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Early Life Nutrition and the Role of Complementary Feeding on Later Adherence to the Mediterranean Diet in Children up to 3 Years of Age

Department of Functional Biology, University of Oviedo, 33006 Oviedo, Spain
Diet, Microbiota and Health Group, Instituto de Investigación Sanitaria del Principado de Asturias (ISPA), 33011 Oviedo, Spain
Pediatrics Service, Centro Atención Primaria Infiesto, SESPA, 33530 Infiesto, Spain
Department of Microbiology and Biochemistry of Dairy Products, Instituto de Productos Lácteos de Asturias (IPLA-CSIC), 33300 Villaviciosa, Spain
Authors to whom correspondence should be addressed.
Nutrients 2022, 14(8), 1664;
Submission received: 14 March 2022 / Revised: 11 April 2022 / Accepted: 14 April 2022 / Published: 16 April 2022
(This article belongs to the Special Issue Pediatric Nutrition in Different Countries)


The first years of life represent a window of opportunity to establish proper dietary patterns and to maintain them over time. Our aim was to describe the diet of a cohort of Spanish children, from 2 to 36 months, and to identify the components that could influence the quality of the diet at 24 and 36 months of age. This was a longitudinal prospective study analyzing information from administered questionnaires about general characteristics and food frequency consumption in 97 full-term babies. At 2–3 months of age, only 53.6% of infants were observed to be breastfed. The intake of animal foodstuffs from 12 to 36 months was higher than national recommendations, and the contrary was true for fruits and vegetables. The intake of vitamin D was below European Food Safety Authority recommendations. Moreover, energy intake at 6 months was inversely associated with Mediterranean Diet Score (MDS) at 24 months, whereas vegetables intake was positively associated with MDS at 36 months. These results could be useful in the creation of future guidelines focused on the promotion of breastfeeding and healthy early-life food habits.

Graphical Abstract

1. Introduction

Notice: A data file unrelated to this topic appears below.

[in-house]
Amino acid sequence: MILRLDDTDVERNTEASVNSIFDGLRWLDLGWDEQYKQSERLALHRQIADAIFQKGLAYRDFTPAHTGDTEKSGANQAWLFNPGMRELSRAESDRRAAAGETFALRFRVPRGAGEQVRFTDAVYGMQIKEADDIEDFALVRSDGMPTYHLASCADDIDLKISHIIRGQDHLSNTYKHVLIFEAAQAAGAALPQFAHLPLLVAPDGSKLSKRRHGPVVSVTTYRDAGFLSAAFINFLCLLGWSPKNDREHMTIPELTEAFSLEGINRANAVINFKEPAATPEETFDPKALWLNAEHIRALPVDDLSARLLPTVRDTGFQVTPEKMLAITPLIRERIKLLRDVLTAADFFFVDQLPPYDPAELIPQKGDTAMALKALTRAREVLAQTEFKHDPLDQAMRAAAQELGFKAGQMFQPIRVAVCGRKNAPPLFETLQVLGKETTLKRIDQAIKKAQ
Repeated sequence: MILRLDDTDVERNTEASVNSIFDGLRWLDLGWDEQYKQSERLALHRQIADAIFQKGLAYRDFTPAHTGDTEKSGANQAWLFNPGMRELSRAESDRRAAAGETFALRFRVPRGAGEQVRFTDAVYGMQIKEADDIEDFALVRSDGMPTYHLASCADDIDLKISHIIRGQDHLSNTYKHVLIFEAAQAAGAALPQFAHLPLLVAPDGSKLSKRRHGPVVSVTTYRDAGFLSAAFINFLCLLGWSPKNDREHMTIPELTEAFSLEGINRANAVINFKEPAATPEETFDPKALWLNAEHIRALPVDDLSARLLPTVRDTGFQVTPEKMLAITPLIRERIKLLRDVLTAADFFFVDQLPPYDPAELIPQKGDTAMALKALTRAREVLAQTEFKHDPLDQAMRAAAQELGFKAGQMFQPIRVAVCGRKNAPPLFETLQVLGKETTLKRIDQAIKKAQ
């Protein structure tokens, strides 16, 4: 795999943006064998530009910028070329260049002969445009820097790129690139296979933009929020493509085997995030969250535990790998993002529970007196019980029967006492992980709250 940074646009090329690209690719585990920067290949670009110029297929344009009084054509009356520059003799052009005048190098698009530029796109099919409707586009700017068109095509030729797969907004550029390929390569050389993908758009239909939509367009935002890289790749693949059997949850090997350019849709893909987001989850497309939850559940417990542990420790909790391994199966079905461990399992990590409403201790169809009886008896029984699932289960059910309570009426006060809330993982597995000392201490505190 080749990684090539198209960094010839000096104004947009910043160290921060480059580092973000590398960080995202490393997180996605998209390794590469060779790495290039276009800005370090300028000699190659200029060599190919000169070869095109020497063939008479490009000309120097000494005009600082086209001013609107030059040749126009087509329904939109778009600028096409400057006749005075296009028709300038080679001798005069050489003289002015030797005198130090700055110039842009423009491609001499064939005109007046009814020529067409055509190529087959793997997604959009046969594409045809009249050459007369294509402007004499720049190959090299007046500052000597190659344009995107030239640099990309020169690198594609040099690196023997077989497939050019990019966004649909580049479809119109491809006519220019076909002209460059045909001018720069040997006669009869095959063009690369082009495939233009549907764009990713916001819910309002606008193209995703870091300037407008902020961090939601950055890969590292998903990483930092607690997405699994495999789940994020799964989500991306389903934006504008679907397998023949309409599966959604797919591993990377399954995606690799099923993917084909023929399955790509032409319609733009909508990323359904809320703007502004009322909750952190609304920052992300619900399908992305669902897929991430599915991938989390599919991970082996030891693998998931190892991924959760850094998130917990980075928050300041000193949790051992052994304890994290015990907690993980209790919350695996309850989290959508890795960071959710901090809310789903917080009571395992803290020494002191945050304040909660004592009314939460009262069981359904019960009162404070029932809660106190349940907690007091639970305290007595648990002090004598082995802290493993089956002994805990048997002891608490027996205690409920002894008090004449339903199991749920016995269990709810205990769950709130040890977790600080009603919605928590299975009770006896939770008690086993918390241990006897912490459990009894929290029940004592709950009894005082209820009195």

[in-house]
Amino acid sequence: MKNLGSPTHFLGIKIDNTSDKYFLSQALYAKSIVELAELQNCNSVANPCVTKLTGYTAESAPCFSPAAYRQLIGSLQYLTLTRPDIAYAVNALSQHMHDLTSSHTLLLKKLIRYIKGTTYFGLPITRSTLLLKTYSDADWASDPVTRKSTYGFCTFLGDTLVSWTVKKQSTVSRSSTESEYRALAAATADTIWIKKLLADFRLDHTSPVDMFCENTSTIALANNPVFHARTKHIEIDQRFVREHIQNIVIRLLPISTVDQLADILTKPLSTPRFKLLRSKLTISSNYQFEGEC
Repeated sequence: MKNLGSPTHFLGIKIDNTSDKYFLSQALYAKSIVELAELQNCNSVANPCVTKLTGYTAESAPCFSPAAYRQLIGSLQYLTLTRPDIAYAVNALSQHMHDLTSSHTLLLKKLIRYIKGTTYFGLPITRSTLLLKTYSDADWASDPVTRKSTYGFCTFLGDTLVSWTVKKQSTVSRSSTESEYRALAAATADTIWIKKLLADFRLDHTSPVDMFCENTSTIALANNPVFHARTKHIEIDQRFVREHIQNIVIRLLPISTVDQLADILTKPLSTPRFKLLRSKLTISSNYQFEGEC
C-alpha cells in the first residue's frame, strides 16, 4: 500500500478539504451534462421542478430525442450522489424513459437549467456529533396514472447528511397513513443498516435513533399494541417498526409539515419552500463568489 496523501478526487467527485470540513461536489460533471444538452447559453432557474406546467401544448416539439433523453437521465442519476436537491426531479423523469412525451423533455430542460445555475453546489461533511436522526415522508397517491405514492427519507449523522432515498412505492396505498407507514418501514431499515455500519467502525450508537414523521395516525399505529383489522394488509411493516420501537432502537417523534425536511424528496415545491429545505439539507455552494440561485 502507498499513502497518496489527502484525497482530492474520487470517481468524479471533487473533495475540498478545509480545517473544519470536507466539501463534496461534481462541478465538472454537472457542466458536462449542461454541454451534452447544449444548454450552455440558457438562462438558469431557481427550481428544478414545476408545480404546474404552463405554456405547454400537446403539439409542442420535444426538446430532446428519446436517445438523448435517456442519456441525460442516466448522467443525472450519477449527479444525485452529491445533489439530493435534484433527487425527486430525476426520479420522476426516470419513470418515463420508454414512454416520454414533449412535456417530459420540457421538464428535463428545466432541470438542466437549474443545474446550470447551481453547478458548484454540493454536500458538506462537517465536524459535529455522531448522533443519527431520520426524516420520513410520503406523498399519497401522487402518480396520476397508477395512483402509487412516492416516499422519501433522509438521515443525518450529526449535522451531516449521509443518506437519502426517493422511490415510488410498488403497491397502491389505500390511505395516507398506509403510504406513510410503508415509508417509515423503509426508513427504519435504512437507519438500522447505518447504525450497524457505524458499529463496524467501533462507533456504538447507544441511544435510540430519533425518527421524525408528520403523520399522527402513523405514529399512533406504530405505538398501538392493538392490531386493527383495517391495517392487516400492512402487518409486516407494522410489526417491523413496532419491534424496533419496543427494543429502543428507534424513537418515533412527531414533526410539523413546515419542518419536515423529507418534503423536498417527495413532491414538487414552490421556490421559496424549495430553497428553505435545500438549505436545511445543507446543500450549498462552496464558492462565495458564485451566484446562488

The period from conception to the age of two years has been described as a window of opportunity to promote long-term effects contributing to health [1]. Following a high-quality diet starting from early life, characterized by a wide variety of nutritious foods and a balanced intake of macro- and micronutrients for energy, is essential to lower the later risk of diet-related non-communicable diseases [2,3]. Until the age of 6 months, breastfeeding provides all the nutritional requirements for a newborn [4]. However, from this age onwards, there is controversy about the ideal pattern for the introduction of complementary feeding. At this stage, children should begin to be introduced progressively to safe and adequate foods until they reach a diet similar to that of an adult, at approximately two years of age [4]. With independence of the nutritional composition, the consumption of certain food groups, such as fruits and vegetables, provides a wide repertoire of flavors, aromas and textures that will shape the future dietary preferences of the infant towards a more varied and nutrient-dense diet [5]. The Avon Longitudinal Study of Parents and Children (ALSPAC) calculated a complementary feeding utility index based on recommendations [6]. Higher index scores were linked to longer breastfeeding and higher intake of fruits and vegetables and a lower presence of ready-prepared baby foods. In terms of health, higher scores were positively related to intelligence quotient and ‘healthy’ dietary patterns in childhood [6]. In accordance with this, some longitudinal studies demonstrated that a greater proportion of total energy from fruits and vegetables in children was associated with a reduction in the risk of cardiovascular mortality in adulthood, contrary to what occurs for meat, dairy products and sugar supply [7]. Although most previous works in the literature focused on the importance of isolated food groups or particular nutrients, this may hide the fact that different foods are combined as part of the diet, and this implies a high degree of correlation among them. Despite the fact that at present, no validated index has been found to evaluate the quality of diet in children, one of the most recognized beneficial dietary patterns worldwide is the Mediterranean Diet (MD) [8]. Adherence to this pattern, represented by a high content of fruits and vegetables, a low proportion of meat and dairy products and the use of olive oil as culinary lipids [9], from an early age could bring numerous benefits [10,11]. A study that investigated the association between parents’ lifestyle determinants and children’s dietary habits and physical activity levels showed that higher levels of maternal educational and physical activity were positively associated with children’s MD [12].